Edward Rothstein’s remarkable article today in the Arts section of the New York Times carries the obligatory bland headline: “Two New Shows Cast Light and Darkness on Early Cultures in America.” The reference is to “Exploring the Early Americas” at the Library of Congress, and more egregiously, an embarrassing drowned-in-cultural-relativism show at Chicago’s Field Museum, “The Ancient Americas.”

In the second half of his report, after a discussion of pottery, statues and artwork, Rothstein says natural history museums have traditionally been shaped by ideas of cultural evolution and ways of life that have been transcended or superseded. No more. In the age of relentless non-judgmentalism and the warmest possible multicultural appreciation for any culture at all (except Western cultures, of course), shows like the one at the Field “resist any hint that any culture under consideration might be less than any other.”

Unlike most such offerings, the Field show is at least straightforward about its bias: “It is important to remember that there is no best or model culture. All cultures are equally valid to the individuals living in them.” This, of course, requires explaining away Aztec human sacrifice, the elusive triple axle of multicultural performance. The show helpfully points out that ancient Rome killed a lot of people in ceremonies too. According to Rothstein, the show breezes past the indigenous commitment to ritual slaughter by referring to it as “bloodletting” and also by contracting the term “human sacrifice” down to “sacrifice.” (A similar bit of verbal gymnastics is under way now. “Female genital mutilation”, a frankly polemical – and accurate – term is often replaced by the bland word “cutting,” so as not to seem offensive to the mutilators.) The bland and generic term “sacrifice” allows the perpetrators of the show to point out that “sacrifice and religion are linked in many societies” and “almost all world religions include sacrifice of some kind.” Yes, but how many, exactly, imitate the Aztecs by ripping out the beating hearts of 20,000 people a year?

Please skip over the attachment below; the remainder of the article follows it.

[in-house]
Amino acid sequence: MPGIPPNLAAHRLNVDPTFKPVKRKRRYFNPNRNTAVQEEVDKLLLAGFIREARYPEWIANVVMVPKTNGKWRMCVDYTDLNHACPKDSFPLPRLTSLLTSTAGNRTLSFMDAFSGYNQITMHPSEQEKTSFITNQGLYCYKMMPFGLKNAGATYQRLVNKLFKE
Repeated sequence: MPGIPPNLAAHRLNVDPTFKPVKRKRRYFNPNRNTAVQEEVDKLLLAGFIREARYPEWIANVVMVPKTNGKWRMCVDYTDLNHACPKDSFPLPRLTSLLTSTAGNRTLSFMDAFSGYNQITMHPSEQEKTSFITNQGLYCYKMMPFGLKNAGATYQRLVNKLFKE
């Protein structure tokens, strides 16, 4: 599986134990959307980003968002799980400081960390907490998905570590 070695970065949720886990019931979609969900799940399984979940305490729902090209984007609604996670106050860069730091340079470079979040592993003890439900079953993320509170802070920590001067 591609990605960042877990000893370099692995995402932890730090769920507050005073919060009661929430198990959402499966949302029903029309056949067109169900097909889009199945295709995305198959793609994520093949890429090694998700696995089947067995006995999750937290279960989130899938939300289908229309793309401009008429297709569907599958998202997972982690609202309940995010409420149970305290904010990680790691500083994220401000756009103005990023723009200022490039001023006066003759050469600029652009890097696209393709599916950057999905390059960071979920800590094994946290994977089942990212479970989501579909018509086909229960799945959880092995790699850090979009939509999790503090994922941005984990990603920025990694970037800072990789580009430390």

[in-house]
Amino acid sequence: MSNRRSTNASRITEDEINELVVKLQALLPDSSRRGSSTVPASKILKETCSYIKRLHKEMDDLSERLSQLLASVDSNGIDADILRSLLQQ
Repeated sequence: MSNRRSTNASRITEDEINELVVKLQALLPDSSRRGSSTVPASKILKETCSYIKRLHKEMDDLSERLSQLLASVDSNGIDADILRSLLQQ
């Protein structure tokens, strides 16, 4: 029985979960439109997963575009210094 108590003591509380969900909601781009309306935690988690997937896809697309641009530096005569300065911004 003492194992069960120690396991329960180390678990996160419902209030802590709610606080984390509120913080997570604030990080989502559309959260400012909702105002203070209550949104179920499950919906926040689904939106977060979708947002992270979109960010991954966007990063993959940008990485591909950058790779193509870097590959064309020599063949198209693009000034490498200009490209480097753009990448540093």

Caught in a defensive crouch, the show has to argue the good points of the old cultures -“hunting and gathering was a great way to live” and usually provided more leisure time than farming, and in this culture women and the elderly were respected. (Farming was a mistake because it reduced leisure and respect? ) Among the early peoples of southern California, between 7000 BC and 1600 AD, harpoons and ocean-worthy canoes were invented. Rothstein hurls the obvious grenade at these two achievements: “The more compelling fact might be that during those 9000 years so few brilliant techniques appeared: it was a period when other societies developed science, writing and medicine.”

This kind of assessment is considered improper in light of the multicultural cant that has leached out of the academy into elementary and high schools, the museum world and much of the media. Not only is the word “primitive” verboten, but so are once conventional references to Stone Age, Bronze Age and Iron Age because they imply that some cultures are better than others and that progress is real. If progress isn’t possible, Rothstein asks, what about “the moral progress represented by modern Western societies’ finding the brutality of the Spanish conquerors so repellent?” Congratulations to Rothstein for an outstanding article.

No America, Please, We’re Global